Dr. John Karaffa
May 22, 2015
KEY TERM and WHY YOU ARE INTERESTED IN IT The key term selected for this assignment was: Global Business Manager. Senior enlisted military service members are often thrust into positions that require them to manage personnel, assets, and resources across the globe. As the senior enlisted training and operations adviser for an organization of more than 350 personnel, this author frequently manages the staffing needs meet specific overseas operational needs along with the logistical management required to move personnel world-wide while ensuring they have the equipment and supplies necessary for those personnel to accomplish those tasks. The arena of global business operations is an area that this author plans to enter upon leaving active military service. This term was selected to help better prepare the author to enter the private sector when he transitions from military service in November 2015.
EXPLANATION OF THE KEY TERM Global business managers are the strategists, architects, and coordinators responsible for the “[furthering] the company’s scale of efficiency and competitiveness” (Barlett & Ghoshal, 2003, para. 8) in the global market. Unlike local business managers, the global business manager must have a solid understanding and working knowledge of the international operating market. Knowledge of cultures, policies, practices, and laws for operating in host countries is vital for the global manager to be successful and to avoid becoming a liability to the company. Often the global business manager will be responsible for engaging in multiple managerial roles such as operations, marketing, procurement, and staffing (Satterlee, 2014, p. 22). The global “business manager’s overall goal is to capture the full benefit of integrated worldwide operations” (Barlett & Ghoshal, 2003, para. 8).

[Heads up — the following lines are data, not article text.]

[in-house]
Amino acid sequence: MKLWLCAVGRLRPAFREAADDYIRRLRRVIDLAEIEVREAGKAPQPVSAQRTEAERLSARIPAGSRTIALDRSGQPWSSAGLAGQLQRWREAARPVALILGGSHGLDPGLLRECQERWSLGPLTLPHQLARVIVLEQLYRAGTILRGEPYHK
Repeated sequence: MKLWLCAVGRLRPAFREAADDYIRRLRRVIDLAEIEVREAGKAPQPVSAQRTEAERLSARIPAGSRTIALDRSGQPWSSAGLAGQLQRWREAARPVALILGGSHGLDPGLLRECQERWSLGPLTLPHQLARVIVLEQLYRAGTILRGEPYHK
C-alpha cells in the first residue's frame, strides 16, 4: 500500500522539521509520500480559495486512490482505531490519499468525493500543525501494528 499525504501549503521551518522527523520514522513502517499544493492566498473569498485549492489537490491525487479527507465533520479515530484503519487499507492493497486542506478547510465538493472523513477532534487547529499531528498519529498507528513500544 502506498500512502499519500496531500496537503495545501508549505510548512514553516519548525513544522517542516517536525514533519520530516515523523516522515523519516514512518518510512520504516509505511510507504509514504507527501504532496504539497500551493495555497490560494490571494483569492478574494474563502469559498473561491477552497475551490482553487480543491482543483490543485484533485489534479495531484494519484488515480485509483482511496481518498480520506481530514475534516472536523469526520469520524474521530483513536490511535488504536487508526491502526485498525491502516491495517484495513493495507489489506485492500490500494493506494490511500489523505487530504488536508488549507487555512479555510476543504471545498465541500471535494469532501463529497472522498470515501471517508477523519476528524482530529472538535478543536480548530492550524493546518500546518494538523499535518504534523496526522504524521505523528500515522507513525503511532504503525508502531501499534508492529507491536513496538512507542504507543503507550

MAJOR ARTICLE SUMMARY In Harvard Business Review Article What is a Global Manager?, authors Christopher Bartlett and Sumantra Ghoshal (2003) discuss the role of global managers in the growing and continuously evolving global business arena. The article discusses the complexities of the global business environment and contends the concept of a “universal global manager” (Bartlett, & Ghosal, 2003, para. 5). According to the authors, there are in actuality “three groups of [global] specialists: business managers, country managers, and functional manager” (Ibid, para. 5). The global business manager is the individual whose purpose is to govern the operational function of the company in order to meet company objectives and profit goals while maximizing opportunity to increase the efficiency of the operations of the company through international asset and resource management. A truly effective business manager is a strategist who effectively understands and plans for further growth, an architect capable of developing solid asset and resource management systems, and coordinator capable of facilitating cross border operations (Barlett, & Ghoshal, 2003, para 9). The authors offer the example of Leif Johansson, former president of Electrolux, to illustrate the traits required of an effective global business manager. During the 1980’s Electrolux had grown through a series of more 100 international acquisitions of Europe based appliance companies. The result was a barely tethered and loosely assembled company. Johansson’s vision and strategy allowed him to understand the international market in which his company had spread itself and developed an effective strategy to coordinate and integrate a dispersed operational plan (Ibid, para. 13). Through effective market research, and evaluation of the needs within the various local markets that Electrolux touched, he developed a strategic marketing plan that reduced the segmentation of the myriad of products sold by Electrolux while maintaining marketing and product